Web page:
Monday, February 2024

In the realm of social leaders, few names stand out as much as Ted Noffs. 

The founder of Life Ed, Ted’s legacy is a testament to a life devoted to making the lives of young people better. 

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Early life and influences

Born in 1926, Ted Noffs grew up in a world recovering from the aftermath of World War I. His upbringing gave him a deep sense of compassion and empathy, values that would go on to define his life’s work. Ted’s experiences as a young minister in the outback helped shaped later ground breaking organisations such as Wayside Chapel (now dealing with homelessness in Sydney), Life Ed (preventative education) and then Wayside Foundation (now named Ted Noffs Foundation the country’s largest provider of treatment for young people involved in drugs and youth crime.)

In 1979, Ted Noffs founded the original Life Education Centre at Sydney’s Kings Cross Wayside Chapel after seeing the despair caused by illicit drug use. Ted had a clear mission. He didn’t want to frighten children with scare tactics. Instead, he wanted to spread the message that each child is unique – a true marvel in body, mind and spirit. Through education, the program would motivate and empower children to make safer, healthier choices by drawing on their own critical knowledge. His belief in the transformative power of education laid the foundation for a legacy that continues to impact generations.

Ted’s innovative approach to education led to the launch of the Life Education van – a mobile classroom designed to bring crucial health education directly to schools. This mobile classroom became a symbol of accessibility, breaking down barriers and reaching communities far and wide.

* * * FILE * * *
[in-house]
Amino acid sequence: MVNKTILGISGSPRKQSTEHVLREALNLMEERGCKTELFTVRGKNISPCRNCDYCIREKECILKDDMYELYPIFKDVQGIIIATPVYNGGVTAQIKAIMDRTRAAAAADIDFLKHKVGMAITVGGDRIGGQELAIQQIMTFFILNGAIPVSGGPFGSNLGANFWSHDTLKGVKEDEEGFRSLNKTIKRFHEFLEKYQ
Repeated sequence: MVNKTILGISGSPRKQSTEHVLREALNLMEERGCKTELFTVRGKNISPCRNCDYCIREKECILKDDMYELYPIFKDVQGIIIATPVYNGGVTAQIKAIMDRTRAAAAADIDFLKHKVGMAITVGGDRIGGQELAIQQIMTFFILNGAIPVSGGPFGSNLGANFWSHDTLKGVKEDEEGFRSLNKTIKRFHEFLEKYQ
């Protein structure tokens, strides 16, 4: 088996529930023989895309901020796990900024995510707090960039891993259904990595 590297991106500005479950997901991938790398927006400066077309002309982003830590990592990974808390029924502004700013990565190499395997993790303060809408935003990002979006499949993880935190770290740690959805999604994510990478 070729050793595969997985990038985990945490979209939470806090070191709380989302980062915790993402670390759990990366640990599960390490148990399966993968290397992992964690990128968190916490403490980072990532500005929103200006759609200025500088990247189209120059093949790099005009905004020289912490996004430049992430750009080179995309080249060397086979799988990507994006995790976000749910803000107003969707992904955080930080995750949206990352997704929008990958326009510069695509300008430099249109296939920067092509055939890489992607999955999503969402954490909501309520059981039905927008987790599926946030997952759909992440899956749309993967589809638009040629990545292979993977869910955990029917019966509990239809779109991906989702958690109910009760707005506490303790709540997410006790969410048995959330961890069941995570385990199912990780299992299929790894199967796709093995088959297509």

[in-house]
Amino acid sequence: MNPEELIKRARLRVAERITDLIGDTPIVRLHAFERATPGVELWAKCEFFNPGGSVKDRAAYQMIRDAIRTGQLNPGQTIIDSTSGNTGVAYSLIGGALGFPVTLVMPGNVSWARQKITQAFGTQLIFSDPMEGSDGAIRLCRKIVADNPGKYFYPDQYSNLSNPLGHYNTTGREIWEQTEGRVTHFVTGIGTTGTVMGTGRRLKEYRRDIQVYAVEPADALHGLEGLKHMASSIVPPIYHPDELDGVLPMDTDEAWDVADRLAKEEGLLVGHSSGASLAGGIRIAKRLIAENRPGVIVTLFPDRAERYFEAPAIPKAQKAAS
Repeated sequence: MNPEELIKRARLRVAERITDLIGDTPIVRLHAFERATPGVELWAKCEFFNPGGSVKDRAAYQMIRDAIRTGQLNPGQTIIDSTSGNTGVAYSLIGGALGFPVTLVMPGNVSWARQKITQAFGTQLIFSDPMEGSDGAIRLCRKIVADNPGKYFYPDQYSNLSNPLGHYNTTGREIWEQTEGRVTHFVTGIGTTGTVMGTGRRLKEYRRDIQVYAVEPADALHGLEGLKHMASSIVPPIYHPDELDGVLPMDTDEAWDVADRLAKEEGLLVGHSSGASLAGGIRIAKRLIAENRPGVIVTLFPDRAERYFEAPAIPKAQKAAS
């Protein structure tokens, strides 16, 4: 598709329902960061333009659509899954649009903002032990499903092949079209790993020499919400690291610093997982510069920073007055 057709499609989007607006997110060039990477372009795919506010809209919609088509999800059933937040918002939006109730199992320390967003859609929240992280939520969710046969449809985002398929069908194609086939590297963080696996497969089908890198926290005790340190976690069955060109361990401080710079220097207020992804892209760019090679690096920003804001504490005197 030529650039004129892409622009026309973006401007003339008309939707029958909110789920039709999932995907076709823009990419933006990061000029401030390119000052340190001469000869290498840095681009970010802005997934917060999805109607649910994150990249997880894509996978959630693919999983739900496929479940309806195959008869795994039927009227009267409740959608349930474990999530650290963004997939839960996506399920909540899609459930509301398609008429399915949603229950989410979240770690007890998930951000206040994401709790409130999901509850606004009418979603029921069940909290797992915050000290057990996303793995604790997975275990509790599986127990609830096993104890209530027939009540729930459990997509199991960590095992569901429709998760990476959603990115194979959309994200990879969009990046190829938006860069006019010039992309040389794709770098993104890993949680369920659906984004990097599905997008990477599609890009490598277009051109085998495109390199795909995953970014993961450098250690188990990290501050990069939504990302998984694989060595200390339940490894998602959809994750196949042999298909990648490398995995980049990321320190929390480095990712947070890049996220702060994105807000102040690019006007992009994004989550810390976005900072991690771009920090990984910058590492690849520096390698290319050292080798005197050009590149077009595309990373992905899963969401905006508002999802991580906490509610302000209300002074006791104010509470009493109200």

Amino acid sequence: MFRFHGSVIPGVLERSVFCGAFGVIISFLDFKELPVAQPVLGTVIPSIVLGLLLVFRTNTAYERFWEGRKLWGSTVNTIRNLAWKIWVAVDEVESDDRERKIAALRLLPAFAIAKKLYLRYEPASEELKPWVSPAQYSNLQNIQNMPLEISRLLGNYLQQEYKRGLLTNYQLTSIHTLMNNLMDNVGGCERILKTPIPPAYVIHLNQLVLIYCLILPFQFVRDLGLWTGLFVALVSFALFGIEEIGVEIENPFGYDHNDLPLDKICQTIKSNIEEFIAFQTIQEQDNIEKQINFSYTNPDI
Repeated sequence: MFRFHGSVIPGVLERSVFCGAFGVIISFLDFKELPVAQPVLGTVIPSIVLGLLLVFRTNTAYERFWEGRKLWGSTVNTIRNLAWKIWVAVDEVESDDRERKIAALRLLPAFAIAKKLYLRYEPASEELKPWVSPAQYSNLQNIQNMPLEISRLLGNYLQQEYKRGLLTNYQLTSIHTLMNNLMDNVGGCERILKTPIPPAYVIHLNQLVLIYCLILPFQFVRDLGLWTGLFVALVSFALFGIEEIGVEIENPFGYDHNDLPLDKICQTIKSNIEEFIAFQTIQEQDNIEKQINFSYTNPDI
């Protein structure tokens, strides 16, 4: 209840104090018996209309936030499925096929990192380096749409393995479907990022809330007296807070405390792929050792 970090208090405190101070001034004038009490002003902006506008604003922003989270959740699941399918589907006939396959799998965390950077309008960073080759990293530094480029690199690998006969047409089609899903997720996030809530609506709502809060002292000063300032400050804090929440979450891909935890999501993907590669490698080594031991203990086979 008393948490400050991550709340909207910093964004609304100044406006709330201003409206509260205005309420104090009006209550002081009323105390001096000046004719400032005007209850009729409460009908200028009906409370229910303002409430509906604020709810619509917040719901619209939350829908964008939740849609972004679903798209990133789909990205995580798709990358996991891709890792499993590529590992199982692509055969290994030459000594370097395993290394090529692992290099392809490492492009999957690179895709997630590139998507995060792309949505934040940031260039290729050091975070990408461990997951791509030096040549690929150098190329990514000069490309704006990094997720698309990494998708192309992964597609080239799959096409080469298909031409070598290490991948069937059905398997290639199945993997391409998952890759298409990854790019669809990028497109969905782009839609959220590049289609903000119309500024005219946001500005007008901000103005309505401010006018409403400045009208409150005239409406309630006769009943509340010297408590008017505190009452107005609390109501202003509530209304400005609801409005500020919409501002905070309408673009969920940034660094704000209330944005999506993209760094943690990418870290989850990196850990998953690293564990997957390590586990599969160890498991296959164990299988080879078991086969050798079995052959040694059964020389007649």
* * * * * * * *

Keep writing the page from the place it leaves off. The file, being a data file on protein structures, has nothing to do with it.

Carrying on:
Focussing on real issues

Ted recognised the need for education that went much further than traditional curriculum subjects. Under his guidance, Life Ed programs addressed relevant issues like drug and alcohol awareness, mental health, bullying, building resilience, drug and alcohol awareness, and nutrition and exercise. His vision was to equip children with the tools needed to navigate the complexities of life while receiving a classroom education.

A lifelong advocacy

Ted’s commitment to social change extended beyond the establishment of Life Ed. As a social reformer, he advocated for drug rehabilitation programs and founded the Wayside Chapel in Sydney, providing support for the marginalised and those struggling with addiction.

While Ted sadly passed away in 1995, his legacy continues to thrive through Life Ed, Wayside Chapel and Ted Noffs Foundation. The core values instilled by Ted – empathy, inclusivity, and a commitment to social betterment – remain at the heart of Life Ed’s mission.

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Building on Ted’s vision

The Queensland affiliate of Life Ed grew from the efforts of philanthropist-business leaders the late Brian Ray and Ron McMaster whofounded the original Life Education Centre in 1987 and funded the Broadbeach building construction with support from the local business community.

Today, Life Ed Qld stands as a living testament to Ted Noffs’ vision and continues to evolve to meet the changing needs of a fast-moving society. Our programs embrace technology and innovative teaching methods while staying true to Ted’s commitment to holistic health education.

Ted Noffs was more than a founder. He was a visionary who recognised the potential for positive change through education. His legacy lives on not just in the programs and initiatives of Life Ed, but in the lives of countless individuals who have been given the tools and skills to make healthier, safer choices.

As we recognise the impact of Ted Noffs, we acknowledge that his vision continues to shape the future, one child at a time.

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